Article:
flylikeagirl

Crazy Swim mom

It was a slow meet

What does this mean? As a parent it means it took forever. Started late, ended late and had 25 heats of 200 breaststroke and 24 heats of 400 IM. Half of them swimmers with no times. That my friends is a slow meet. I sometimes feel as though I am watching a season change from the one 3 foot square window on the opposite side of the pool. It never fails that the one tiny beam of sunlight comes in that window, bounces off the pool and straight into my eyes. I have come to appreciate seeing the light, it means that it is still the same day that I arrived. Slow meet. Five or more hours right?

Not so fast. Literally. A “slow” meet I guess is one with slow kids. Or everyone swims slow. You are really screwed if all the slow kids, who swim slow have a meet at the slow pool. I think it is an excuse. A lame one at that.

I understand NFT (no faster than) meets. All the super fast kids are pulled out. But I don’t even consider these slow meets, as a matter of fact, my kids always get best times at the big one we participate in each year. Grace got a freaking medal in breaststroke at one, I mean how can you hate on the NFT meets when your kid medals at their drowning stroke? No one does, these are never the “slow meets”.

Apparently a friends of mine’s child swam at a slow meet this weekend. The swimmer (who is stupid fast by the way) failed to get a best time on any of her six races. And she scratched one race. Later, I was told that the swimmer intentionally swam slow and never intended to swim the scratched race, she only signed up for it to psych someone else out.  She swam slow because it was a “slow meet”.  Her mom meant, beneath her.

I am left scratching my head on this one. I don’t understand why anyone would go to a swim meet and not attempt for a best time. I could not care less what place my kids get in a meet (slight disclaimer that at the Olympics this goes out the window should one of my kids actually go). Bottom line, swim as fast as you can, every chance you get. I am 100% fine with my kids tanking a race. My head would explode if they intentionally bagged a race.

I assume at the higher levels there is some strategy in swimming at various meets.  But I don’t believe that exists for 13 year olds.  It just feels like a big excuse to me.

I don’t ask my kids for best times every time they swim, I don’t even think that is practical.  I simply want them to try their hardest and to have some reflection on the botched races.

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5 thoughts on “It was a slow meet

  1. Lisa McMaster on said:

    Hi there,

    Great read, where were the parents that allow their swimmer to act in that manner. Every race counts. They can’t PB every one but they have to race every one.

    By the way my daughter swims for Halton Hills Blue Fins and I enjoyed listening to you on Coach Mike’s pod cast. Do you have a direct email that I could contact you?

    Thanks, Lisa (aka Aquaonthego)

    Sent from my iPhone

  2. I enjoy your writing and it usually it draws a chuckle from me. My advice is enjoy these years as they go by fast and your girls will be gone before you know it. My swimmer is in her next-to-last swimming in college. It seems like yesterday we went to those “slow meets” where I would grind my teeth waiting for the “next to the last heat” and “circle seeding” to kick in. No way, no how if you go to enough of these meets (monthly?) is your kid going to swim best times at every meet – it just doesn’t happen that way.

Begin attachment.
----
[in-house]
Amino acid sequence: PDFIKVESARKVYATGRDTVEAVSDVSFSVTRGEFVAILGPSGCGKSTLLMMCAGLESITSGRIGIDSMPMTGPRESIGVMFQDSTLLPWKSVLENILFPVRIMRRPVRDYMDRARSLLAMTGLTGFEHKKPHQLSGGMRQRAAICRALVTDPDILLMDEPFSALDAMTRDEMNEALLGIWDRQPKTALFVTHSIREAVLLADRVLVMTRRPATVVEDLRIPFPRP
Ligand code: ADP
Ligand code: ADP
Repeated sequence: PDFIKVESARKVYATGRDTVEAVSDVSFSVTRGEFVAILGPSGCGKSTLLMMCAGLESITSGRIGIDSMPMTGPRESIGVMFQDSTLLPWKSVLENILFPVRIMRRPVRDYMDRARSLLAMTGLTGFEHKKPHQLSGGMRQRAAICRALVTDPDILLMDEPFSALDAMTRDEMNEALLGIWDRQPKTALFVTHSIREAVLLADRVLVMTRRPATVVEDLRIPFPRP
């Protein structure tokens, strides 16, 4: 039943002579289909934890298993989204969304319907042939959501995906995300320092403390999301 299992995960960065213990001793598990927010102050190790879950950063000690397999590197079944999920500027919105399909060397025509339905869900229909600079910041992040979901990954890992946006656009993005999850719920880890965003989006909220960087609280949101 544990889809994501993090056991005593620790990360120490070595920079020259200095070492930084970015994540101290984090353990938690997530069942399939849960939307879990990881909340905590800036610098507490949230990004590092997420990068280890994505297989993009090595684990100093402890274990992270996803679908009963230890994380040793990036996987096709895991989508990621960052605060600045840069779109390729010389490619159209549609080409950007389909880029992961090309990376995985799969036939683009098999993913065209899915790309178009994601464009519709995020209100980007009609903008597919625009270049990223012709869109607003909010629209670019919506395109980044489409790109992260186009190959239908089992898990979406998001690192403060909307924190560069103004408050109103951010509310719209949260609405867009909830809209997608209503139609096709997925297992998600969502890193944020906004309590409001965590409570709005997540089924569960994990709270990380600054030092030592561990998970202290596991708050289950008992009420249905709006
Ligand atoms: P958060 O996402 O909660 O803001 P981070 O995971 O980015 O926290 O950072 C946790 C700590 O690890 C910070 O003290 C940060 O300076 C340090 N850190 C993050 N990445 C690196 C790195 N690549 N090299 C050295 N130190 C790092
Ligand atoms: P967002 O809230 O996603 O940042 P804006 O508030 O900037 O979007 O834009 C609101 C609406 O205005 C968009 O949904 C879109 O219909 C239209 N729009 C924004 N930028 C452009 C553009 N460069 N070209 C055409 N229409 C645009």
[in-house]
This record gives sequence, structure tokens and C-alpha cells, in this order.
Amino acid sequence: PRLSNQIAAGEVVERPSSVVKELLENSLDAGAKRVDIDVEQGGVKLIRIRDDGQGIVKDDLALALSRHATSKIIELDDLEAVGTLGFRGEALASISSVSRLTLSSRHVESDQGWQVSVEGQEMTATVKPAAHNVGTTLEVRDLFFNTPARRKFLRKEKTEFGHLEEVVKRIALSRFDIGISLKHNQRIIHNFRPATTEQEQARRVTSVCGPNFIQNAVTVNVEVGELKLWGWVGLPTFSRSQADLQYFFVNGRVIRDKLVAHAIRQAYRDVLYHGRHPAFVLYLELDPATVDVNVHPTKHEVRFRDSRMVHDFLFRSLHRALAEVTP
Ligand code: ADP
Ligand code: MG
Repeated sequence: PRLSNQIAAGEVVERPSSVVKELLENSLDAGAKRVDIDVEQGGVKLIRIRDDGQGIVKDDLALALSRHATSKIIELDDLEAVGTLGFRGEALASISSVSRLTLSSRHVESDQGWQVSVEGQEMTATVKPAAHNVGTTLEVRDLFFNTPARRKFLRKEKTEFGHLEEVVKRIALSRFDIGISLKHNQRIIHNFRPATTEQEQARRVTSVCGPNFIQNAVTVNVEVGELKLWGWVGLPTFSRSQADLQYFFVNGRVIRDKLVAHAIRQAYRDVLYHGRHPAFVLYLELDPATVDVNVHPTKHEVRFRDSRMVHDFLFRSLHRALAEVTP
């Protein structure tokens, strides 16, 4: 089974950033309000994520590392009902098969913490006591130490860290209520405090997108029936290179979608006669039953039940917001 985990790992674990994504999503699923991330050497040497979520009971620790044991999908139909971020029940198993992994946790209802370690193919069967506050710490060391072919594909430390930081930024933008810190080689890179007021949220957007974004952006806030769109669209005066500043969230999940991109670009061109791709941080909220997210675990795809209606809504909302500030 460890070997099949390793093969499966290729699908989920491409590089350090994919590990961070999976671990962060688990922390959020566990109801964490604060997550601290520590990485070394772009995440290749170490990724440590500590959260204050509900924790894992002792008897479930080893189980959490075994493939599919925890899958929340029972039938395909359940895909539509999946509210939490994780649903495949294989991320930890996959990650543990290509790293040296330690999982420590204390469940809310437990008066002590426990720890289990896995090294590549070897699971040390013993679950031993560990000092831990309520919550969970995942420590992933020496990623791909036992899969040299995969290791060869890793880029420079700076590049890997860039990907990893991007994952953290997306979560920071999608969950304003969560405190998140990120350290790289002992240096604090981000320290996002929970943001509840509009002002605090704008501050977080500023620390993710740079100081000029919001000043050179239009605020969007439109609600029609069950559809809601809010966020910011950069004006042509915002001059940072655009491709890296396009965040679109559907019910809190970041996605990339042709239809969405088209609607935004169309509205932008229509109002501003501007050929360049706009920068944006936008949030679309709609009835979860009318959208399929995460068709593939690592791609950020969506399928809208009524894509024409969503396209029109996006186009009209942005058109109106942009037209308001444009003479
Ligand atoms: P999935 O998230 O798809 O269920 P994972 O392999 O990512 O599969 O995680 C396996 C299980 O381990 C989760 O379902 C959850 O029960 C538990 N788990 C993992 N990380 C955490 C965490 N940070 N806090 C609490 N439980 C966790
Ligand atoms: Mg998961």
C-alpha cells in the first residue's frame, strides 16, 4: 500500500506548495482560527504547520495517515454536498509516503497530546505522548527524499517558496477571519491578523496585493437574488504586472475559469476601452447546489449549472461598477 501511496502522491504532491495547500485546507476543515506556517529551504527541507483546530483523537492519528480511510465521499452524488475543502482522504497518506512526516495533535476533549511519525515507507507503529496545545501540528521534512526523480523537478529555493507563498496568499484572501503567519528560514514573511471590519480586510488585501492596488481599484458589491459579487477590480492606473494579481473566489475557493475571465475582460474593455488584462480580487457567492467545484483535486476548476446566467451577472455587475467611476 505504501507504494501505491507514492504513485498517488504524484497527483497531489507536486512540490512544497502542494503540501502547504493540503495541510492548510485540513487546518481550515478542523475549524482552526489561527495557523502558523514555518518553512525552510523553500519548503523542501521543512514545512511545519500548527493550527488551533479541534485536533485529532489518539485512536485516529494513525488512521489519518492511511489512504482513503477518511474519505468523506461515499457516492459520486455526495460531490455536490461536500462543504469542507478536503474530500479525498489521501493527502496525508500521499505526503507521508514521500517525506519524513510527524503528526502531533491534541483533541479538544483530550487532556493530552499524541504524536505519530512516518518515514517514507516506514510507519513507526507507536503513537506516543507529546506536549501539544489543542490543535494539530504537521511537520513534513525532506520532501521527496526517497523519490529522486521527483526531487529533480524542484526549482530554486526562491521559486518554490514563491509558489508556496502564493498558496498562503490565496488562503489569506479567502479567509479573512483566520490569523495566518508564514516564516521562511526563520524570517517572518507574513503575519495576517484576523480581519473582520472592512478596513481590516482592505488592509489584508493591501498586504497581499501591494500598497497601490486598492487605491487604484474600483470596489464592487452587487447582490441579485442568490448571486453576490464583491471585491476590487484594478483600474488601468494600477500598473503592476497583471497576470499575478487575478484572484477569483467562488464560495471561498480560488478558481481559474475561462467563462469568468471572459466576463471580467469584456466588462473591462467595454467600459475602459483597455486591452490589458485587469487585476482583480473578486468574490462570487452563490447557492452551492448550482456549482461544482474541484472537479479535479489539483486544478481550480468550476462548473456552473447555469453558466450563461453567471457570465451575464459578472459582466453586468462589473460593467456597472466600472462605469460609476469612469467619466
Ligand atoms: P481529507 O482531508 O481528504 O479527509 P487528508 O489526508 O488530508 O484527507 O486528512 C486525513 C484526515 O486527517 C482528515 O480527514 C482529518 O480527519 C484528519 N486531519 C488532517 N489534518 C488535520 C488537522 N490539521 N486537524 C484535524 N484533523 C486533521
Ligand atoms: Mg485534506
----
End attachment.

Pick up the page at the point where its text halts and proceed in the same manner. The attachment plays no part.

Kids swim at “not their best” for a variety of reasons – including 1) they don’t really care about the meet but Mom and Dad want them to swim it; 2) coach hasn’t “tapered” them because he wants them to peak at a “big” meet and; 3) it drives Mom & Dad crazy (which is always fun for any teen). Don’t worry about it. Pretty soon, if your kids have some talent (along with a commitment to hard work), you will have the opportunity to enjoy Championship meets like “Tom Dolan” and “Junior Nats.” These meets are at a much higher level than Junior Olympics and bring on a new level of excitement and anticipation.. Believe me, everyone goes all out at those meets and its “tears city” if your swimmer doesn’t do well. Your daughters may also go on to swimming in high school – a great experience swimming on a team, however, no one goes really fast until Districts, Regionals and for a select few, the big State meet at the end of the season.

    October Open? Who cares! Relax Mom.

    Good luck!

    • Thanks and I know my kids will grow up fast! I think you misunderstood me though, I don’t care if they don’t swim their best, I was annoyed to hear of a swimmer not swimming her best because a meet was beneath her. (I personally think she tanked because she hasn’t been practicing as hard as she should!).

      My oldest has swam Dolan and JO’s for four years, makes finals at JO’s and swam Zones this year (she is 13). Junior Nats is on her bucket list!!! BUT she only got to those meets BECAUSE she gave her best at meets such as October Open! Katie Ledecky swam October OPen this year. She has a reputation for being a doll and never thinking a meet was beneath her.

      I totally understand older swimmers tapering and peaking. I definately don’t care if my kids get best times at every meet. I just want them to try hard and have a great attitude. I don’t even care if my kids cry for legitimate cause. My 10 year old missed a goal time at the last meet of summer season and sobbed for 30 minutes after the race. She had no idea what place she got and she even got a best time. But she was disappointed because it was her last time to hit that goal as a 10 year old. She came this close. I hugged her and told her I loved her….for like 29 minutes and then I told her she was annoying me!

  3. Practicing racing slow can make you the best at racing slow!

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